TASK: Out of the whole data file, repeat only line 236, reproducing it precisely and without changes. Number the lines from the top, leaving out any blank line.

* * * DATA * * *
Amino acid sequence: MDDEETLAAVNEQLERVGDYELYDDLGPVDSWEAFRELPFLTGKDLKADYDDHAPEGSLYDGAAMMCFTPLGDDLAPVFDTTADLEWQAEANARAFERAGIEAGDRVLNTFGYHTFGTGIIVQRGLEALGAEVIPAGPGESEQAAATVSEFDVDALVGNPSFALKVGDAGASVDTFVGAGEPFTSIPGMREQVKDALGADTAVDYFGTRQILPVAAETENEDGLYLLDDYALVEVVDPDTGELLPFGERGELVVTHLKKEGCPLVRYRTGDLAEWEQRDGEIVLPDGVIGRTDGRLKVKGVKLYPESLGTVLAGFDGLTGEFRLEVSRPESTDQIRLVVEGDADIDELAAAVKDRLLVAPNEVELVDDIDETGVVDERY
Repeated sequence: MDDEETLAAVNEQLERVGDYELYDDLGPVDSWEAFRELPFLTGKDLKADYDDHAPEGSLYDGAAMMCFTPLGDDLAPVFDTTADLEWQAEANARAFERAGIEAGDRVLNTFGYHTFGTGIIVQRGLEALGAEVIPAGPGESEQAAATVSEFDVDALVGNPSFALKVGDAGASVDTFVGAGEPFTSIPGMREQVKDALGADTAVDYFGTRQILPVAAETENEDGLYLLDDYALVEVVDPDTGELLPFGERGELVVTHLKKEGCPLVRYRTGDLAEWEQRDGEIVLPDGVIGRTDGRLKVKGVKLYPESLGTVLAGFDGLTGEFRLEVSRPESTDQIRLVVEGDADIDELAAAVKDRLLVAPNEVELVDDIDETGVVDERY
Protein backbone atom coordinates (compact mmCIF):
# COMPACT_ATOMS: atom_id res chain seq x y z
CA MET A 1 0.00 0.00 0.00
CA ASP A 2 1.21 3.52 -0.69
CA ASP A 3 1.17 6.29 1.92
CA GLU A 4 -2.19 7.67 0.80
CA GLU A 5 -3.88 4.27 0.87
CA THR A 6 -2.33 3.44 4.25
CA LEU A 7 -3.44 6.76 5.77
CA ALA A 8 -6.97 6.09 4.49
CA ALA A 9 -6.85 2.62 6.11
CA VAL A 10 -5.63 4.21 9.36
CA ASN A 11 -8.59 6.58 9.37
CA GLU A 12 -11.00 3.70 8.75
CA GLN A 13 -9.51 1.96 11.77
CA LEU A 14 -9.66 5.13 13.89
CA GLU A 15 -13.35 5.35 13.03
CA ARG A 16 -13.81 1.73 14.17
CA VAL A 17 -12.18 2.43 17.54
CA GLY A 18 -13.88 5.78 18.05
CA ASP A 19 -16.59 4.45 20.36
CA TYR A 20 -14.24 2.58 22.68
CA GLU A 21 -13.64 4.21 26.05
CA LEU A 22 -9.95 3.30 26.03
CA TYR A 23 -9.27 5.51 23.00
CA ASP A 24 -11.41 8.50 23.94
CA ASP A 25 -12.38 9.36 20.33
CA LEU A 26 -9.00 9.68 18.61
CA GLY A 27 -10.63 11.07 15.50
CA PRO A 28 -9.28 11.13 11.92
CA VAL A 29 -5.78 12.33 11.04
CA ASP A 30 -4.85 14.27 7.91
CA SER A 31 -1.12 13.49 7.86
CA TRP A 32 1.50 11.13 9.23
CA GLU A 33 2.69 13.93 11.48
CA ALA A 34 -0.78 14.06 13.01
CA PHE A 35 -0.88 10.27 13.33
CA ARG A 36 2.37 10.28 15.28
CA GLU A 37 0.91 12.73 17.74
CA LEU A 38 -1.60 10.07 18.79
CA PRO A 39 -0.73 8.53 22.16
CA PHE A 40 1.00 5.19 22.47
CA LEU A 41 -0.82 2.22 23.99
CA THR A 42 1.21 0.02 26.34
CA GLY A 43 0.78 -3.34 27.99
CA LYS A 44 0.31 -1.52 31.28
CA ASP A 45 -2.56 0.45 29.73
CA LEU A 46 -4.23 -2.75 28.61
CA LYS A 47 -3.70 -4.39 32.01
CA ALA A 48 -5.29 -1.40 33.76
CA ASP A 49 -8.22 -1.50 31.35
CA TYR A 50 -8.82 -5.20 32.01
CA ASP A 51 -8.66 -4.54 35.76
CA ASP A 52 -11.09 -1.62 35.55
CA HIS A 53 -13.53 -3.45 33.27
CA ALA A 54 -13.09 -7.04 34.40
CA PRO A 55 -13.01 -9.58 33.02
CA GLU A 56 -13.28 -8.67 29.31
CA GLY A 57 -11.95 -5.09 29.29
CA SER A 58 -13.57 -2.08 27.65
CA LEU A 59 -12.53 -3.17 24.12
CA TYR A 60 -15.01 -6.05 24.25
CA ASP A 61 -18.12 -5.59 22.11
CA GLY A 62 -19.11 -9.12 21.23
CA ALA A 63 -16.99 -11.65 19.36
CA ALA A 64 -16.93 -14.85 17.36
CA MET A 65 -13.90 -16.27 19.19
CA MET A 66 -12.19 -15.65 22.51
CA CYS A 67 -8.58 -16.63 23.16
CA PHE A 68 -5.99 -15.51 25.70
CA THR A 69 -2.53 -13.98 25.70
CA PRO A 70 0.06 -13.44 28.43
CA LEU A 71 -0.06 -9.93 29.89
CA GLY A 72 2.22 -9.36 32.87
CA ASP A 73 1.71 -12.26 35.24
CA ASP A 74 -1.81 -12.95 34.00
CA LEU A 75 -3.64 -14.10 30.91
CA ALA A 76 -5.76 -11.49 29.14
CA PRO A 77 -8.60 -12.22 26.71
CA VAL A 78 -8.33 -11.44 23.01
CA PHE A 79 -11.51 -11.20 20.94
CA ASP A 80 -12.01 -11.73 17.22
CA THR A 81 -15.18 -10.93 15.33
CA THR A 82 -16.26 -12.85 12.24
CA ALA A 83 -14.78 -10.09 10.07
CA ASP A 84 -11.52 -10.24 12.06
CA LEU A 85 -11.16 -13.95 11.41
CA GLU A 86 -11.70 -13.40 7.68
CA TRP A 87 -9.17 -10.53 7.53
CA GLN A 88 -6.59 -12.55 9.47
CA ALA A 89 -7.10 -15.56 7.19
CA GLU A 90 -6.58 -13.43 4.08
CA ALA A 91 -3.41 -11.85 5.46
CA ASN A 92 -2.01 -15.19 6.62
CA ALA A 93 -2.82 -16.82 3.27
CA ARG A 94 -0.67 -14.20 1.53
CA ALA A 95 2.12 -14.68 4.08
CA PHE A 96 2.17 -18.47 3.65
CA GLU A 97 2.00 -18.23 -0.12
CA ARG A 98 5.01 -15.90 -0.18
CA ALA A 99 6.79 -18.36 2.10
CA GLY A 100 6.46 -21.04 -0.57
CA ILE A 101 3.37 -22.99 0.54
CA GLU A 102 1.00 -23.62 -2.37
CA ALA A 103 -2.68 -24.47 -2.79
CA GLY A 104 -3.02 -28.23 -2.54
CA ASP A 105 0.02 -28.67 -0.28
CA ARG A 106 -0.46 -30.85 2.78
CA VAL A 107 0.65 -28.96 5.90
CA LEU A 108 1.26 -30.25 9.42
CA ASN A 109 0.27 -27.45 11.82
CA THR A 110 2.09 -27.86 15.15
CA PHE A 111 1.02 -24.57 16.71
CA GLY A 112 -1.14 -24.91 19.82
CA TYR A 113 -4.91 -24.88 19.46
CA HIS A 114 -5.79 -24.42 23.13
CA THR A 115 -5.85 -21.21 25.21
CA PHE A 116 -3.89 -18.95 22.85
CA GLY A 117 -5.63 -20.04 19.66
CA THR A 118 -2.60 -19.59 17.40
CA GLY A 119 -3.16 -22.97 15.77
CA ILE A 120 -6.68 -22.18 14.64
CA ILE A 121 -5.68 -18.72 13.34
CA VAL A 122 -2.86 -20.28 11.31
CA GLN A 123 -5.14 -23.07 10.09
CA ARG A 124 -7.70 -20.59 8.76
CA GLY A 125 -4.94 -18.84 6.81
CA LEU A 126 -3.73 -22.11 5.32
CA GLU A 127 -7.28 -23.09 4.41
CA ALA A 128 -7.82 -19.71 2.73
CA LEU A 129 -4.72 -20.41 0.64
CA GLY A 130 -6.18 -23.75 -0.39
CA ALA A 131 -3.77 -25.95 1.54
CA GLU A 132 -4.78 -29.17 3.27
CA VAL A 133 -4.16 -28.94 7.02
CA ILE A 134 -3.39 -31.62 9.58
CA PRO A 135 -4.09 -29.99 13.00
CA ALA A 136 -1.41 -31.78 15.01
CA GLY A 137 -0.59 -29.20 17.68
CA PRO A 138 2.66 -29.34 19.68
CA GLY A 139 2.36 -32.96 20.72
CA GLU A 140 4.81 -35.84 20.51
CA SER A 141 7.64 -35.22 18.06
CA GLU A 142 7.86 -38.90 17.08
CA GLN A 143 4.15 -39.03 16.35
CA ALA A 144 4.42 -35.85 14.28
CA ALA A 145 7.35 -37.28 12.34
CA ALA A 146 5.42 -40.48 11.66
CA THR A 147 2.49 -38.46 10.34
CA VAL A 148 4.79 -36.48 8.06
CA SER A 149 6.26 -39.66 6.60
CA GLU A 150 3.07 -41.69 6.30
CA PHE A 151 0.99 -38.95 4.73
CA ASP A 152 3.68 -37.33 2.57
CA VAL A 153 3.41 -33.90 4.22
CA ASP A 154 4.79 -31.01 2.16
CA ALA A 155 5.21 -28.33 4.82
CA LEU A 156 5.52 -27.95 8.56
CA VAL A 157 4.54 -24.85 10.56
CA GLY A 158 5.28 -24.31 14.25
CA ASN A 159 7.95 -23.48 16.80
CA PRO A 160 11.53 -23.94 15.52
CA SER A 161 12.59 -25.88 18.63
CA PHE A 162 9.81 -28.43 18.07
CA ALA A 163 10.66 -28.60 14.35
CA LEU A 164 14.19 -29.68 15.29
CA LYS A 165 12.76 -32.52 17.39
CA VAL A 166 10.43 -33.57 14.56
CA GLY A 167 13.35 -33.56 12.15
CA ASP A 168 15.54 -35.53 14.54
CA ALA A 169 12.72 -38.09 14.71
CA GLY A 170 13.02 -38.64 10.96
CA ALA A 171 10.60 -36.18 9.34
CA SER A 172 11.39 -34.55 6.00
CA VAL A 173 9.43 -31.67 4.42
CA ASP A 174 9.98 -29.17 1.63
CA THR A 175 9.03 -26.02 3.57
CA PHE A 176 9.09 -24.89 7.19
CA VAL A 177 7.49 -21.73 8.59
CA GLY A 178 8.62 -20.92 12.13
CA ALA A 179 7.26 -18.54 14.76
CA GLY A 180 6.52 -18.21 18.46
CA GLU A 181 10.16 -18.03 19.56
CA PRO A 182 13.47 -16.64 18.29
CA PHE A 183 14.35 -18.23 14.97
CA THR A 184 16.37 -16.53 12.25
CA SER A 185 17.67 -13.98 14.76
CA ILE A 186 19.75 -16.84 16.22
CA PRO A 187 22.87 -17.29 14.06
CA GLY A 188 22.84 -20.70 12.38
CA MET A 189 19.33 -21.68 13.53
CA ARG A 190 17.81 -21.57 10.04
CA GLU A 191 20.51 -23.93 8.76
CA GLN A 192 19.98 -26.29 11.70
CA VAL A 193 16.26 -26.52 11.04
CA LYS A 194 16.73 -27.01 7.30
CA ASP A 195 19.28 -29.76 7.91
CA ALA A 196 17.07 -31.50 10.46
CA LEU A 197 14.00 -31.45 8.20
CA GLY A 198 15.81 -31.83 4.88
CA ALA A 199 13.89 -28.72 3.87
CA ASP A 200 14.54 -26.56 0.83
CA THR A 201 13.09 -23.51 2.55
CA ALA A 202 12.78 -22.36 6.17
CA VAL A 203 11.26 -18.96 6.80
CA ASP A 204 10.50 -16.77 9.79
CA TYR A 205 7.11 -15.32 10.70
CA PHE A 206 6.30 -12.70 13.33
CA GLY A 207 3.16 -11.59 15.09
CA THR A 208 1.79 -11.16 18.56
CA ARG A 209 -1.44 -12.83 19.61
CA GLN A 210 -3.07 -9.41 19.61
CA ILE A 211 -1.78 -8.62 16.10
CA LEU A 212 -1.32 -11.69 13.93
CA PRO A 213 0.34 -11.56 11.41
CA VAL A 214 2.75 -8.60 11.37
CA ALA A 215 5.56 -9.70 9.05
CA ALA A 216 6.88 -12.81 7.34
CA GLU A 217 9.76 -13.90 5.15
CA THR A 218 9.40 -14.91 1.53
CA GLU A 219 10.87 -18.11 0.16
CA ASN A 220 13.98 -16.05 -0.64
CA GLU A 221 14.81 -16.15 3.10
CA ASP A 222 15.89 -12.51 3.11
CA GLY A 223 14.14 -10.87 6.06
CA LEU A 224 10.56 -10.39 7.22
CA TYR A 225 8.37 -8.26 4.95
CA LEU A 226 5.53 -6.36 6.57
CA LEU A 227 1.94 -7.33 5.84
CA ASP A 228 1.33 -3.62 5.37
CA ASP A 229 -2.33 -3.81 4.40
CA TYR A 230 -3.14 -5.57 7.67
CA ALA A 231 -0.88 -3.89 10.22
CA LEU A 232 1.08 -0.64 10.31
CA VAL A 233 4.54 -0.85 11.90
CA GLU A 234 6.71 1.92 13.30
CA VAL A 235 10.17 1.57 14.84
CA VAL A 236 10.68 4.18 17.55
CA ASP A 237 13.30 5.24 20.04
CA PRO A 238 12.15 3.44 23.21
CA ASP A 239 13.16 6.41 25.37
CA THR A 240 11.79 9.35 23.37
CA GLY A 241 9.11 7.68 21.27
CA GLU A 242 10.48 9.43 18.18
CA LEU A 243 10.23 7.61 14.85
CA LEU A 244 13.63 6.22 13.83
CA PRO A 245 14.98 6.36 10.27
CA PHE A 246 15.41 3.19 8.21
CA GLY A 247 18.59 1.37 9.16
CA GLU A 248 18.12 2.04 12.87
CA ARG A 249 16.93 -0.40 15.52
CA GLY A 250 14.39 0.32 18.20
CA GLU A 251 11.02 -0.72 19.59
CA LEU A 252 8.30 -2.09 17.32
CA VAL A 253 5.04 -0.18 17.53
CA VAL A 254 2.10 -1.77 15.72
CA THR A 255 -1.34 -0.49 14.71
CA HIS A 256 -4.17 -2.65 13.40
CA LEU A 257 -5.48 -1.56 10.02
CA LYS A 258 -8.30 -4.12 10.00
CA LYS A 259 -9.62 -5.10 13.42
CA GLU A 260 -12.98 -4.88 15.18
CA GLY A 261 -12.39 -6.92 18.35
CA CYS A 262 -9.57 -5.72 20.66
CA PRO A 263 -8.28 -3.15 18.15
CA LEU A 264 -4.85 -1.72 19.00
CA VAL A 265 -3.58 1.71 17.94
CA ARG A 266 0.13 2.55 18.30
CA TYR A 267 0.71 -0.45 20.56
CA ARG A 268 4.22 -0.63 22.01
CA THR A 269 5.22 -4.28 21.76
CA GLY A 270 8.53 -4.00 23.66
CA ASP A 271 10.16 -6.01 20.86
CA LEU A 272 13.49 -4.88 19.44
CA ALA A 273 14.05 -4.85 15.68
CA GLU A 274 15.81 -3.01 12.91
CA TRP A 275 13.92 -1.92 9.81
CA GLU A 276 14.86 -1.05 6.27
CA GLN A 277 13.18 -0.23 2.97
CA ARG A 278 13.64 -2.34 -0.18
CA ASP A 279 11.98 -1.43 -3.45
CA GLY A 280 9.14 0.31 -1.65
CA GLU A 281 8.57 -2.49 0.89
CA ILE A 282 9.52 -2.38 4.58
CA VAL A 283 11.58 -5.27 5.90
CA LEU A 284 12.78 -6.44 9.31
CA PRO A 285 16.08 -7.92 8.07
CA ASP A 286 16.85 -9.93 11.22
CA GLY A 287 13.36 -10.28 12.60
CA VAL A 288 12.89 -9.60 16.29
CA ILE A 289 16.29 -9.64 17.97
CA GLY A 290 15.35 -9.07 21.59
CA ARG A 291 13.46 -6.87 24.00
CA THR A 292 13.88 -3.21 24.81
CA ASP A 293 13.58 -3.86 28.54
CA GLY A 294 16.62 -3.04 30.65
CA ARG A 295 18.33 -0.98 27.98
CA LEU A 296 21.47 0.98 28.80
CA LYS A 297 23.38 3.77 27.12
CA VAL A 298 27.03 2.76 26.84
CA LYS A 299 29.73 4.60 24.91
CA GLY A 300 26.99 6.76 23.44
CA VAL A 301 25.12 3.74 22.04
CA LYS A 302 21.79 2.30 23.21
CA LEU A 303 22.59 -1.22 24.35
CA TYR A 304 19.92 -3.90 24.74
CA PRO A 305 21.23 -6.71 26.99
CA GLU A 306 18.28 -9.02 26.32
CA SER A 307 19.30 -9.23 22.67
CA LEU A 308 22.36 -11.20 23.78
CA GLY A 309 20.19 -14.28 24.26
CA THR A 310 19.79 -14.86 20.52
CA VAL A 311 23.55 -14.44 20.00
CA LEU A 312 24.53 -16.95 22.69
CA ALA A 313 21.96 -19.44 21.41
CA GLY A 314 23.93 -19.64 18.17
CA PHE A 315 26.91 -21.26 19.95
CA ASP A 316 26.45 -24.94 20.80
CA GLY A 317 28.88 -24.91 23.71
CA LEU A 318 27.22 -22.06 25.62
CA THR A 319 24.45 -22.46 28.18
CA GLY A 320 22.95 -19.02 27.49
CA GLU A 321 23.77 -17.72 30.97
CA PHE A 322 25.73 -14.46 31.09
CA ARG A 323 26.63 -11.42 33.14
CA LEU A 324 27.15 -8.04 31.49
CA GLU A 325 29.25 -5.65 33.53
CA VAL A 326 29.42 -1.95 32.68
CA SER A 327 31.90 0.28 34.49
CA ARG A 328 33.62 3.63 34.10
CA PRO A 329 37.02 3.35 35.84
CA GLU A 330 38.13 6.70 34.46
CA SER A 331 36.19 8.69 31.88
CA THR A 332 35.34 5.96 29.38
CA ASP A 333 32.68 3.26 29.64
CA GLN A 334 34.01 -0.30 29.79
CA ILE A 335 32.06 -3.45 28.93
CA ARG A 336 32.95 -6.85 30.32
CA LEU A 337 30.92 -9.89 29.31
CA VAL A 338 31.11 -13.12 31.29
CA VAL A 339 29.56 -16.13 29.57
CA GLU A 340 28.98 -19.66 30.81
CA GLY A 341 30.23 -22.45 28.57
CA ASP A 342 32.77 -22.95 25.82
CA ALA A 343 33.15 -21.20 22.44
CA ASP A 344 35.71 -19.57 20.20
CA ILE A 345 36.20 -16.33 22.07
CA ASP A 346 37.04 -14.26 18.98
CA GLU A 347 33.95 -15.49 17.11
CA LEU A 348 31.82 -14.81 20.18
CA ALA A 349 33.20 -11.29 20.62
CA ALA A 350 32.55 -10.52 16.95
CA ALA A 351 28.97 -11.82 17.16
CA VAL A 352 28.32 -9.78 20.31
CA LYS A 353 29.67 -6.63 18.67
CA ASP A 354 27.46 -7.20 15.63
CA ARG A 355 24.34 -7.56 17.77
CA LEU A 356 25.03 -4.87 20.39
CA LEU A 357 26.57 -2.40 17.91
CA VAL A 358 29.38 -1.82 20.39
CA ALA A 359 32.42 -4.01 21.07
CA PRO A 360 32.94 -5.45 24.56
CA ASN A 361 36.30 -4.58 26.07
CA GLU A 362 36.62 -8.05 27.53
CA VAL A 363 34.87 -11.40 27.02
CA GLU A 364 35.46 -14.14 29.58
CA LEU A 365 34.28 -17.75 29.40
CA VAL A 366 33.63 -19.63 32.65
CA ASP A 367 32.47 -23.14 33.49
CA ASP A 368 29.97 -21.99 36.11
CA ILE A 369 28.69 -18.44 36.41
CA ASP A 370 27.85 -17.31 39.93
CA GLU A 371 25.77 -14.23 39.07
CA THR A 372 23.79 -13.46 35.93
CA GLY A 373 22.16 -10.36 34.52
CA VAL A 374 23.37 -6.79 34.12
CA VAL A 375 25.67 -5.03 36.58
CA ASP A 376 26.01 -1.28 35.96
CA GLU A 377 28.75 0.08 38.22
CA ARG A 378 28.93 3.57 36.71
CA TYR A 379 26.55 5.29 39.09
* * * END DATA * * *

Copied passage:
CA LEU A 232 1.08 -0.64 10.31